It is hard to deny that the Christian community’s view of itself as “Christendom”, now transformed into “Europe”, altered radically between the appearance of Luther in 1517 and the end of the Thirty Years War in 1648. The picture drawn here of the emergence of the notion of “Europe”, as it came to replace that of “Christendom”, delves widely for inspiration, the result being one which takes in, and moulds into a credible whole, social, cultural, religious and economic elements. While the author’s view of late-medieval Christendom may be a little too cosy (the Great Schism, reiterated calls for ecclesiastical reform and the growth of heresies such as that of John Wyclif in the late fourteenth century surely indicated that all was not well), there can be no doubt that the sense of social cohesion nurtured by the Christian community was to suffer a heavy blow, if not a fatal fracture, by the mid sixteenth century, a fracture which would continue to develop in the coming decades in large areas of Europe. The spiritual authority of the popes and the Church was being replaced by that of the Bible.
Furthermore, in much of Europe (particularly in its northern regions) the growing power of the local wielder of authority, monarch, prince or consistory, was having the final word. The “brand” of religion to be practised reflected the choice of those in power; they were, in a sense, the new “popes”, dictating and regulating religious beliefs and practices. In an era of religious controversy, who was to decide which of a competing range of “truths” was the true one? The Bible? Tradition or the teachings of the Fathers? Translations, as had long been recognised, could only create problems regarding the nature of truth. Religion increasingly became a matter for the state, with dissent forming a threat to the safety of what were becoming the dominant political and religious units of the “new” Europe.
Mark Greengrass, professor emeritus at the University of Sheffield, writes very effectively on the birth of these emerging and assertive states, whose growth marked the demise of the medieval empire and, with it, Christendom as it had once been. The future of these secular territorial units often came to depend on the legitimate descendants of a particular family. Lineage mattered greatly, as the popularity of family trees conveying visually a dynastic/political message shows. So states came to be distinguished from one another by the families which ruled them, as well as by religious allegiance, laws and language (Latin, the language of the old Christianity, losing out to the up-and-coming vernacular). In addition, there came into being territorial Churches, with their strong emphasis upon a community with local, rather than universal, links, which soon led to problems of “coexistence”. “Living with religious divisions” is the title given to one of the book’s most interesting chapters. Serious religious differences lay at the heart of the long war of attrition named the Thirty Years War (1618-48), the first crisis faced by the new Europe, at one level a war between countries or princes, at another a civil war within the Christian community. In a world of growing tensions, peaceful coexistence on any scale was difficult to achieve. How to deal with those who cocked a snook at domestic authority by not attending church was a real one for the authorities in Elizabethan and Jacobean England and elsewhere. Should “non-conformity” be treated as “indifference” or as personal rebellion? However regarded, it reflected an attitude hostile to the ruler’s authority, since conformity expressed the unity of the community as well as the right of the state to demand obedience from its people.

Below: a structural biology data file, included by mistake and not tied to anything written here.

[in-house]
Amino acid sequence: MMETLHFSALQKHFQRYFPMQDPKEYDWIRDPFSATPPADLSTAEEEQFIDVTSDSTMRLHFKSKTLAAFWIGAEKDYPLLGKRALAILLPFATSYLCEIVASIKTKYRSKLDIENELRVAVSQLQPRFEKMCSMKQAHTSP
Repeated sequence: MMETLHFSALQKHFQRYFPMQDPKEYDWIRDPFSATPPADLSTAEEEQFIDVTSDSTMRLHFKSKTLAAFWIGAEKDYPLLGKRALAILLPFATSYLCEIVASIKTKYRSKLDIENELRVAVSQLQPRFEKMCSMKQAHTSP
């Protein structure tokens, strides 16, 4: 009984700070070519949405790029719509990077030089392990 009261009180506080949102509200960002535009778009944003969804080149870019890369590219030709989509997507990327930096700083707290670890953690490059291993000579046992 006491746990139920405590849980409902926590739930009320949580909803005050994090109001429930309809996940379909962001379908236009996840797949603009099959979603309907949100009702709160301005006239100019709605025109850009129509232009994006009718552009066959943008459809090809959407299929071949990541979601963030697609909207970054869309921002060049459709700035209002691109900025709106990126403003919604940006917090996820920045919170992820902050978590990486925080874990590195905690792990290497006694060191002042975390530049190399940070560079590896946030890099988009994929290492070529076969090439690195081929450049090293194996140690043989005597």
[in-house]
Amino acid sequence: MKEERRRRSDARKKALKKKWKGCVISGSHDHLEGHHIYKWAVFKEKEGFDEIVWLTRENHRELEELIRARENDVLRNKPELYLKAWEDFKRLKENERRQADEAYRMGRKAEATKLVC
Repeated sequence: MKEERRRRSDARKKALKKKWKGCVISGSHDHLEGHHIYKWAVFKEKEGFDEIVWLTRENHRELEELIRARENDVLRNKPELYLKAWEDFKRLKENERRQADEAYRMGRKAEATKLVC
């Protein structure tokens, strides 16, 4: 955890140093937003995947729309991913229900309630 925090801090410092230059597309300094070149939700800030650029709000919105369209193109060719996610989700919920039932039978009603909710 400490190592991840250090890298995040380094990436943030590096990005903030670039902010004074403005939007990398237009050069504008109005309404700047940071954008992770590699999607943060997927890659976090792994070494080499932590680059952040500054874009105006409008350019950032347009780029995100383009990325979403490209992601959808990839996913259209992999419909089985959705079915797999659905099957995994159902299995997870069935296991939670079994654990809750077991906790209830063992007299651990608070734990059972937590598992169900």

The nature of the state provoked much discourse, both theological and political. What was new was the scale on which such writings appeared, reflecting important developments, particularly the propagation of ideas and knowledge in all kinds of formats, a development encouraged by the printed word, which helped to make this the great age of the pamphlet and, consequently, of polemic, too. The discoveries of the seventeenth-century scientific revolution, notably that the heart was the “central” organ which gave the body its sense of motion, encouraged the idea that the state was an observable and explicable mechanism open to observation, rather than a more passive “commonwealth with a soul”. Aristotelian influence was in decline, making the very raison d’être of the state, its functions and its methods of working, the subject of much debate and discussion. Under humanist influence, the value of education was better appreciated, while the academic study of politics emerged as a “growth subject” in these turbulent times. The list of writers contributing to it is a long and distinguished one.
This book, the product of a high standard of creative historical scholarship founded on years of study of archival and literary evidence by a much respected observer of the sixteenth-century scene, reflects a fine grasp of the outcome of modern research and research methods. It is Mark Greengrass’ achievement to have imposed upon his subject a sense of order which draws the reader along, while underlining the disparate nature and diverse geographical origins of the evidence, which emphasise(s) that there was no single “Reformation experience”. He may be commended, too, for having written a book which, by illustrating human situations and predicaments, places men and women centre stage, while recognising the importance of ideas and their influence upon the world of the time. It is characteristics such as these which earn the book the five stars which it surely deserves.
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